Eiffel Tower Closes due to Staff Walkout against Pickpocket Gangs
Aggressive pickpocket gangs fight among themselves at the Parisian landmark.
Sorry, tourists, no panoramic views of Paris for you today—the Eiffel Tower has closed due to a staff walkout organized in response to increasingly aggressive gangs of pickpockets, who “have made life a misery” for workers and tourists, the BBC reports.
Eiffel Tower staff have requested a “formal guarantee” from the Société d’Exploitation de la Tour Eiffel (SETE), the management company that runs the tourist attraction, to stop gangs of pickpockets. SETE is currently working with the police to find a solution, and “regret that visitors…are being punished” by the closure.
Despite police reports showing a 23 percent decrease in pickpocketing so far this year compared to 2014, and the breakup of major theft networks by police, pickpocketing gangs continue to torment tourists around the tower, says the Deutsche Welle.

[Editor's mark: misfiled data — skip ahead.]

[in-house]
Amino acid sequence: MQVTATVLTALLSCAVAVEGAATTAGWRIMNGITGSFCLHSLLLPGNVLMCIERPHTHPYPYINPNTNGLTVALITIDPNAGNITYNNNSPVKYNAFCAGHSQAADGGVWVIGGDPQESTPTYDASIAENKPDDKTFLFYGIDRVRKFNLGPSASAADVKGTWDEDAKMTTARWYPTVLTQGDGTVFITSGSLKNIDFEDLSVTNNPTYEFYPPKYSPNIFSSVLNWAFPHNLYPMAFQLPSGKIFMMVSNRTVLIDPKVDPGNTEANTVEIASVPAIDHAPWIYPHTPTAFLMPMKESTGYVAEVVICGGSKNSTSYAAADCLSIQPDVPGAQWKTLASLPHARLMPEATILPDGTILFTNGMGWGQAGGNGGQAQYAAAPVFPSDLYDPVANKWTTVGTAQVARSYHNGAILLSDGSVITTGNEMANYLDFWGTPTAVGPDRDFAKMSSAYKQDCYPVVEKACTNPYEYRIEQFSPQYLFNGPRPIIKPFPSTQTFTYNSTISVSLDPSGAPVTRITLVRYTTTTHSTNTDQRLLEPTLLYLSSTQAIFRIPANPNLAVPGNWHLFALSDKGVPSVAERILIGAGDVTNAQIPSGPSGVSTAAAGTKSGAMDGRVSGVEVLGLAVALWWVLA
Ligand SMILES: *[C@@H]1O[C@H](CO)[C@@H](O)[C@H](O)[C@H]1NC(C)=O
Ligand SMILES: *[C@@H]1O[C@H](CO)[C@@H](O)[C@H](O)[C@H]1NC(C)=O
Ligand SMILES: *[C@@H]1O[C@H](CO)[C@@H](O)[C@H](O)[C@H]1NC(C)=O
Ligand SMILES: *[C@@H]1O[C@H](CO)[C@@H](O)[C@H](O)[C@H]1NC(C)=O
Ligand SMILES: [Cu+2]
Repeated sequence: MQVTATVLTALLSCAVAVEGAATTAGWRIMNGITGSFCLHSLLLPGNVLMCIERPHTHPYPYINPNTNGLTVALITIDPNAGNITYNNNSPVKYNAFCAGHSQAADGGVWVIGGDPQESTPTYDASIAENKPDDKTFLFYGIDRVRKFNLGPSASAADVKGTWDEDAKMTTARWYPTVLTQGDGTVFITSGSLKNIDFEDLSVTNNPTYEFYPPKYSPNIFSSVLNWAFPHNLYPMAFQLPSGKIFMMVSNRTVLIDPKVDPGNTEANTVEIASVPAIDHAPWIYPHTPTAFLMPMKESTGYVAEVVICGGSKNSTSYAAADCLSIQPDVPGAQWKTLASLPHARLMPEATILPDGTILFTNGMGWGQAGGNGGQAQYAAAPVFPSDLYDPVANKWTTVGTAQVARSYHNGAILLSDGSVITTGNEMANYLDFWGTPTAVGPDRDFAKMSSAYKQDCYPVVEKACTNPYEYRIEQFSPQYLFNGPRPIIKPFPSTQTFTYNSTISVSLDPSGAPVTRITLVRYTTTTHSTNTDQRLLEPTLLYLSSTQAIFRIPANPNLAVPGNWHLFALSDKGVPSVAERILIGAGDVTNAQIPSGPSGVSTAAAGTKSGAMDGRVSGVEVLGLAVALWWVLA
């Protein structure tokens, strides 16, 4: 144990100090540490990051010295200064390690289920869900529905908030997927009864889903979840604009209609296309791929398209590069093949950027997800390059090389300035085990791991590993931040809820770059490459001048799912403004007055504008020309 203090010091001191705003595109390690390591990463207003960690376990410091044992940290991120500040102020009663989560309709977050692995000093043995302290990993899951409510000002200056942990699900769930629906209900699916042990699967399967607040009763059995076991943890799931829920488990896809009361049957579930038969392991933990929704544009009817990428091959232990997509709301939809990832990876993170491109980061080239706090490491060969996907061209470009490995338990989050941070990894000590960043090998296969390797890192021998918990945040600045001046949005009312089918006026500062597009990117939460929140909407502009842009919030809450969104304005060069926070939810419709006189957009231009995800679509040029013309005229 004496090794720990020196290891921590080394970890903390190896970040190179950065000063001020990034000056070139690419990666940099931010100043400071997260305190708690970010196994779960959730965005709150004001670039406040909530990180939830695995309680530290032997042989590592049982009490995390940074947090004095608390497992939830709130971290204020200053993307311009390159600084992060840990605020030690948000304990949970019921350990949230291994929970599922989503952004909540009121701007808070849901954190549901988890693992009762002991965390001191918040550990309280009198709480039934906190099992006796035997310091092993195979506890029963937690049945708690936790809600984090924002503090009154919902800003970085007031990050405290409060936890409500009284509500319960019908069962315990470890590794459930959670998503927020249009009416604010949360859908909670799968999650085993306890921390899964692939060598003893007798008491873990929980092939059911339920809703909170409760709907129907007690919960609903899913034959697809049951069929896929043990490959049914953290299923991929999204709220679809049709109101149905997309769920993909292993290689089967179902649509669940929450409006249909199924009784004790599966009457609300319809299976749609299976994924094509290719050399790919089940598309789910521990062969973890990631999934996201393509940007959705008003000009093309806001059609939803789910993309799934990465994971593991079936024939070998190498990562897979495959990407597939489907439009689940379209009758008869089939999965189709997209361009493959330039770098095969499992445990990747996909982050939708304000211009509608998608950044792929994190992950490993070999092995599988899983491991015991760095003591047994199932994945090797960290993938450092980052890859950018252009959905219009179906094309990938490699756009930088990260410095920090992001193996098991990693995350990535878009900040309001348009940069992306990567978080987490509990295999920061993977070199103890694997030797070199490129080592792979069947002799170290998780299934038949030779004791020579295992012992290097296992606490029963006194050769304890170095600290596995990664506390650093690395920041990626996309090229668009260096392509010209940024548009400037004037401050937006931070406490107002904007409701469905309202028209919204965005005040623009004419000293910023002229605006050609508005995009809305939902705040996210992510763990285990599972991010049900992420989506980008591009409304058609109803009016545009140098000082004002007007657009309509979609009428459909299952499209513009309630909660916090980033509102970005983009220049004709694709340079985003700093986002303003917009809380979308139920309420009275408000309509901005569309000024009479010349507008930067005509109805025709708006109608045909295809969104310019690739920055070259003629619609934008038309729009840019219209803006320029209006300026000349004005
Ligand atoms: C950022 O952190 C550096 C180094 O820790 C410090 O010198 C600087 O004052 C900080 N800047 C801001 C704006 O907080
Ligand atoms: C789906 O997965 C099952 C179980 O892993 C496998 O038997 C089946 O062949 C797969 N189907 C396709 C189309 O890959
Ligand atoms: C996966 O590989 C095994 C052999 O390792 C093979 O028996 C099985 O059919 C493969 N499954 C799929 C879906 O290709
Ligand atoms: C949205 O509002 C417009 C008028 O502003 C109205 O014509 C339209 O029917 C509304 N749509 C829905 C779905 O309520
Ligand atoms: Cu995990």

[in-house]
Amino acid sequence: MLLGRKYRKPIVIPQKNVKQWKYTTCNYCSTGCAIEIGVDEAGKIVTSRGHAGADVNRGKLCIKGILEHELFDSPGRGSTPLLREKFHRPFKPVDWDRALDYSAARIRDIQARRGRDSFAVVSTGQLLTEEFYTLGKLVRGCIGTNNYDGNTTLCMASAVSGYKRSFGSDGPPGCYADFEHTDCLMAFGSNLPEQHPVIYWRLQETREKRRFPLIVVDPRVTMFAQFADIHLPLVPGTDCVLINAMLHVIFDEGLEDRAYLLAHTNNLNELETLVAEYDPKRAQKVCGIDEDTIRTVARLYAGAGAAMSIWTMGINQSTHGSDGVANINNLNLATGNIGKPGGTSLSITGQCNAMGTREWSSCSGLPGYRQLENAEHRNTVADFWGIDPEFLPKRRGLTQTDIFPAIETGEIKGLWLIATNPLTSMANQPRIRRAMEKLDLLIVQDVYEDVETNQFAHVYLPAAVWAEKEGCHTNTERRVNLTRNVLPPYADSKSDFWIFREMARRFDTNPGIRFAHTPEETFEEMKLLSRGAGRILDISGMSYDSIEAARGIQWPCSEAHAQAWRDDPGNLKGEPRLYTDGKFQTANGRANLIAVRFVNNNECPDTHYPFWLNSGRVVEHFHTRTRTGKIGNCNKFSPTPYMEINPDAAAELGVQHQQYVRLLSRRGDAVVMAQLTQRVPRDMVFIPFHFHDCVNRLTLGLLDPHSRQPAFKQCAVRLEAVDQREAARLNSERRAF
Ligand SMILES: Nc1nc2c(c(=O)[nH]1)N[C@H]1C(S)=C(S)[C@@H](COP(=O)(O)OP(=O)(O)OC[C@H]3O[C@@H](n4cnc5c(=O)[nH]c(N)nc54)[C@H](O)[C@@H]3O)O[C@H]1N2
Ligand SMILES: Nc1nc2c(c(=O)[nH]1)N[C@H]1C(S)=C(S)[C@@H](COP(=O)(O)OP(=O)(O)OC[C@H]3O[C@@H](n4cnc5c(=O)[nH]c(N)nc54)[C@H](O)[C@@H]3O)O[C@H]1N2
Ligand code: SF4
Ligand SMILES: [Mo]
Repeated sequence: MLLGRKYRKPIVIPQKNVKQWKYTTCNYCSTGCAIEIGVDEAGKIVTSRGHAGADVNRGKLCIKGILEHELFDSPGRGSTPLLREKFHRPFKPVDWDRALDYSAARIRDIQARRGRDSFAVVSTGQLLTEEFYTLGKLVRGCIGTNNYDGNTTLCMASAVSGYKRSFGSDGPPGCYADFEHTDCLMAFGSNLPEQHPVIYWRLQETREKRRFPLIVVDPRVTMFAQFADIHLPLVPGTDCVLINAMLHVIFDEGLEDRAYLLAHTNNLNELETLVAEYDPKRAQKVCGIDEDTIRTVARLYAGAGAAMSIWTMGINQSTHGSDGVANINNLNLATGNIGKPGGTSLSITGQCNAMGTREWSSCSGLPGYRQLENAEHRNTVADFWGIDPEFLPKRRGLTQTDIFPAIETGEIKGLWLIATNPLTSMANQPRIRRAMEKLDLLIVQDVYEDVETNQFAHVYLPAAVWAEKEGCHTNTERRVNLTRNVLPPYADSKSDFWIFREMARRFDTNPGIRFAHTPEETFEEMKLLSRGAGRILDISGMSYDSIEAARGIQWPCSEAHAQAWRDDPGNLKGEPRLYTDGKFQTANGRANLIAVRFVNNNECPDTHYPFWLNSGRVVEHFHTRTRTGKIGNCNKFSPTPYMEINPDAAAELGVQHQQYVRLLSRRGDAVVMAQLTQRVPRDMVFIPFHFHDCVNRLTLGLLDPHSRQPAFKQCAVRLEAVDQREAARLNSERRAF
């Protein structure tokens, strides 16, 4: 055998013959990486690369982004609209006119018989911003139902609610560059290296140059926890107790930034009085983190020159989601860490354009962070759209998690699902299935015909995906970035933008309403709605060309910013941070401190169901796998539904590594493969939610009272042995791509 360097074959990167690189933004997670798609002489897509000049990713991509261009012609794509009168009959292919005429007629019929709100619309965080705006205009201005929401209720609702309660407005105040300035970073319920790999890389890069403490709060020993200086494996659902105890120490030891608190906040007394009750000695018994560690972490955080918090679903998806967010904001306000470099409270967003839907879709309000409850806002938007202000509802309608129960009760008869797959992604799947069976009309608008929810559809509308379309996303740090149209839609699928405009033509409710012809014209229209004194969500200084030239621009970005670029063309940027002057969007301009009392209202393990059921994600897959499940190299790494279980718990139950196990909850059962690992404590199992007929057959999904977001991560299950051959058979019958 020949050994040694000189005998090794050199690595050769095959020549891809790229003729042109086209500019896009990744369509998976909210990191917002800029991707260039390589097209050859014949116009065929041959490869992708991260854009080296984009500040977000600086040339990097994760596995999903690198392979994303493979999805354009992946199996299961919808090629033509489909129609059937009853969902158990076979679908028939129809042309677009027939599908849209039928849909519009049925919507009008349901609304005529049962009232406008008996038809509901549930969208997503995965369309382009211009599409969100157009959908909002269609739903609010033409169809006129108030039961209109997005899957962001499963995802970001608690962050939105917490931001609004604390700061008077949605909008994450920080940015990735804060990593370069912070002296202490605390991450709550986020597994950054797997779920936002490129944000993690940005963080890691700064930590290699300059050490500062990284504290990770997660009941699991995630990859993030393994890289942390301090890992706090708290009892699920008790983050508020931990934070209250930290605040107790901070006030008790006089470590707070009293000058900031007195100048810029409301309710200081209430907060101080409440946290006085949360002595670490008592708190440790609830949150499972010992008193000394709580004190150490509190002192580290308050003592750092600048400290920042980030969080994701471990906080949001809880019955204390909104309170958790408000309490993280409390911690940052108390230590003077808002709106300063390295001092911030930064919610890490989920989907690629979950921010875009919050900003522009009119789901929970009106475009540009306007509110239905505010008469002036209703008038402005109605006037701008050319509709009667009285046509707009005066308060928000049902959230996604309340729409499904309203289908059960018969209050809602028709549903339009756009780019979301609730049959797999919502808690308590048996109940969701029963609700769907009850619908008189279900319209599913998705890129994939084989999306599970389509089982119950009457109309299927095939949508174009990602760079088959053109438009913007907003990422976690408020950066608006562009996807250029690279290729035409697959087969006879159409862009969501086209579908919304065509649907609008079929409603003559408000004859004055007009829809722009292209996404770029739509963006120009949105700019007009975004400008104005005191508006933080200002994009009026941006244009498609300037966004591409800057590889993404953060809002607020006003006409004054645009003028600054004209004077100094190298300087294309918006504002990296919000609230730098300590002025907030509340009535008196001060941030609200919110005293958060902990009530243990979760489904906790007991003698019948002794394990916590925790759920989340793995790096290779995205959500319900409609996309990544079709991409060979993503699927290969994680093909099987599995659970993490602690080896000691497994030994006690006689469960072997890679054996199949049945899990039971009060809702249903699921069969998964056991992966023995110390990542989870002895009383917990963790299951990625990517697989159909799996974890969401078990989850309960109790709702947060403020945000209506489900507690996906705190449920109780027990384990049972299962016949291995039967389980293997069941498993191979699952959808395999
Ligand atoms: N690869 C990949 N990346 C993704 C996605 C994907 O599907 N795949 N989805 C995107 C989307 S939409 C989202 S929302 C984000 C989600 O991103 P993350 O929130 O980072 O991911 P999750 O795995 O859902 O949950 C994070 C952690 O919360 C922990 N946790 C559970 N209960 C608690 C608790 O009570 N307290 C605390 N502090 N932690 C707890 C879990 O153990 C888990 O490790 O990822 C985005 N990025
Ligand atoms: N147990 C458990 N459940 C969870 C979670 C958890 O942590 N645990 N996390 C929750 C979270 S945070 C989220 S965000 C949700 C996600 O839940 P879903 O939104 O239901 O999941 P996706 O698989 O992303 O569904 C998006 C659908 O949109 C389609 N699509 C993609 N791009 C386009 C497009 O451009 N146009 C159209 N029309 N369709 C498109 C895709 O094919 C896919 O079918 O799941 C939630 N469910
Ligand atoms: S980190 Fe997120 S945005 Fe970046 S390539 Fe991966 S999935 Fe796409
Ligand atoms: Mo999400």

A striking worker told the AFP news agency that pickpockets can form gangs of up to 30 people surrounding the landmark, waiting to strike on aloof tourists. The pickpockets have become increasingly aggressive, fighting amongst themselves, and threatening and assaulting workers.
Last year, Paris attracted 22 million tourists, making it one of the world’s top tourist cities. Due to this, Paris has also become notorious for its nefarious gangs of pickpockets, and this strike isn’t the first time workers have organized in attempts to alleviate the issue. In April 2013, staff at the Louvre Museum staged a similar walkout, in response to organized assaults inside the galleries, according to the Guardian (see Besieged Louvre Museum Temporarily Grants Visitors Free Entry).
A workers’ strike has closed the Eiffel Tower before, for two days in June 2013, in a protest calling for better labor conditions and pay (see Unions Concerned by Seven-Day Opening for Paris’s Top Museums).
The Eiffel Tower, designed by Gustave Eiffel for the 1889 World’s Fair celebrating the 100th anniversary of the French Revolution, was intended to be only a temporary structure. But it soon became a worldwide symbol of the city, and today it is the most visited paid monument in the world.
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